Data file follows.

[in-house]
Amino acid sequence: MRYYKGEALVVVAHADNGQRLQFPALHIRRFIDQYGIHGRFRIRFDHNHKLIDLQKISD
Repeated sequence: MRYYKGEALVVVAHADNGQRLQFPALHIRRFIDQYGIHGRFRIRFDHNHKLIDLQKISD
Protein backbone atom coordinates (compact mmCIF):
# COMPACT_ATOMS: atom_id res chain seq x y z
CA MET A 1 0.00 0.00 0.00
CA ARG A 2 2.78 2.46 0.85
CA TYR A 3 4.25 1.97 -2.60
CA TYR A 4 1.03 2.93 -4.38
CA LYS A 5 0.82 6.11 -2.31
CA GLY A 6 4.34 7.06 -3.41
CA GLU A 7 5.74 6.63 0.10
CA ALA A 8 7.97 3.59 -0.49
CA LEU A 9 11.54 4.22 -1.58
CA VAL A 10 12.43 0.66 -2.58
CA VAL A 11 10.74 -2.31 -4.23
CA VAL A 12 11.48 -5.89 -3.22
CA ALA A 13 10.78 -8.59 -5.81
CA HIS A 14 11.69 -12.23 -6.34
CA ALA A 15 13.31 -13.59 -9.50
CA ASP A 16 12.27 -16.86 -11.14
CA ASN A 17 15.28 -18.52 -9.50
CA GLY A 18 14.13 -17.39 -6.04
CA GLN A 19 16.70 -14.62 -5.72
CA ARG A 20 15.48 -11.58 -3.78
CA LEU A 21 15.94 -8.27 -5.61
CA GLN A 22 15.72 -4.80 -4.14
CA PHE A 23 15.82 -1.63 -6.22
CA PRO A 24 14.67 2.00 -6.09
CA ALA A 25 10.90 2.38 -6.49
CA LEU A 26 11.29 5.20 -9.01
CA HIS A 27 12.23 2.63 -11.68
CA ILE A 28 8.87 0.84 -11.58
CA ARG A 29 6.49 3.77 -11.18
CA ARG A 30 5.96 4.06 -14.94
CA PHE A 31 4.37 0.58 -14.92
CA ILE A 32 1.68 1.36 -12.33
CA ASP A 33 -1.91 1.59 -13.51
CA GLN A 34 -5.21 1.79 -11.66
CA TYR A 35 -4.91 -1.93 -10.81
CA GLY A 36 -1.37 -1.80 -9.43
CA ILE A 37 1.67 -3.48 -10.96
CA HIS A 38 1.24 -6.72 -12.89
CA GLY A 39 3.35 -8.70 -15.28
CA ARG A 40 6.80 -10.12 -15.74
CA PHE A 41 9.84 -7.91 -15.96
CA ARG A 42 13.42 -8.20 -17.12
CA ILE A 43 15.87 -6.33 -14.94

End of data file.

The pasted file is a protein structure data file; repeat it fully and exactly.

[in-house]
Amino acid sequence: MRYYKGEALVVVAHADNGQRLQFPALHIRRFIDQYGIHGRFRIRFDHNHKLIDLQKISD
Repeated sequence: MRYYKGEALVVVAHADNGQRLQFPALHIRRFIDQYGIHGRFRIRFDHNHKLIDLQKISD
Protein backbone atom coordinates (compact mmCIF):
# COMPACT_ATOMS: atom_id res chain seq x y z
CA MET A 1 0.00 0.00 0.00
CA ARG A 2 2.78 2.46 0.85
CA TYR A 3 4.25 1.97 -2.60
CA TYR A 4 1.03 2.93 -4.38
CA LYS A 5 0.82 6.11 -2.31
CA GLY A 6 4.34 7.06 -3.41
CA GLU A 7 5.74 6.63 0.10
CA ALA A 8 7.97 3.59 -0.49
CA LEU A 9 11.54 4.22 -1.58
CA VAL A 10 12.43 0.66 -2.58
CA VAL A 11 10.74 -2.31 -4.23
CA VAL A 12 11.48 -5.89 -3.22
CA ALA A 13 10.78 -8.59 -5.81
CA HIS A 14 11.69 -12.23 -6.34
CA ALA A 15 13.31 -13.59 -9.50
CA ASP A 16 12.27 -16.86 -11.14
CA ASN A 17 15.28 -18.52 -9.50
CA GLY A 18 14.13 -17.39 -6.04
CA GLN A 19 16.70 -14.62 -5.72
CA ARG A 20 15.48 -11.58 -3.78
CA LEU A 21 15.94 -8.27 -5.61
CA GLN A 22 15.72 -4.80 -4.14
CA PHE A 23 15.82 -1.63 -6.22
CA PRO A 24 14.67 2.00 -6.09
CA ALA A 25 10.90 2.38 -6.49
CA LEU A 26 11.29 5.20 -9.01
CA HIS A 27 12.23 2.63 -11.68
CA ILE A 28 8.87 0.84 -11.58
CA ARG A 29 6.49 3.77 -11.18
CA ARG A 30 5.96 4.06 -14.94
CA PHE A 31 4.37 0.58 -14.92
CA ILE A 32 1.68 1.36 -12.33
CA ASP A 33 -1.91 1.59 -13.51
CA GLN A 34 -5.21 1.79 -11.66
CA TYR A 35 -4.91 -1.93 -10.81
CA GLY A 36 -1.37 -1.80 -9.43
CA ILE A 37 1.67 -3.48 -10.96
CA HIS A 38 1.24 -6.72 -12.89
CA GLY A 39 3.35 -8.70 -15.28
CA ARG A 40 6.80 -10.12 -15.74
CA PHE A 41 9.84 -7.91 -15.96
CA ARG A 42 13.42 -8.20 -17.12
CA ILE A 43 15.87 -6.33 -14.94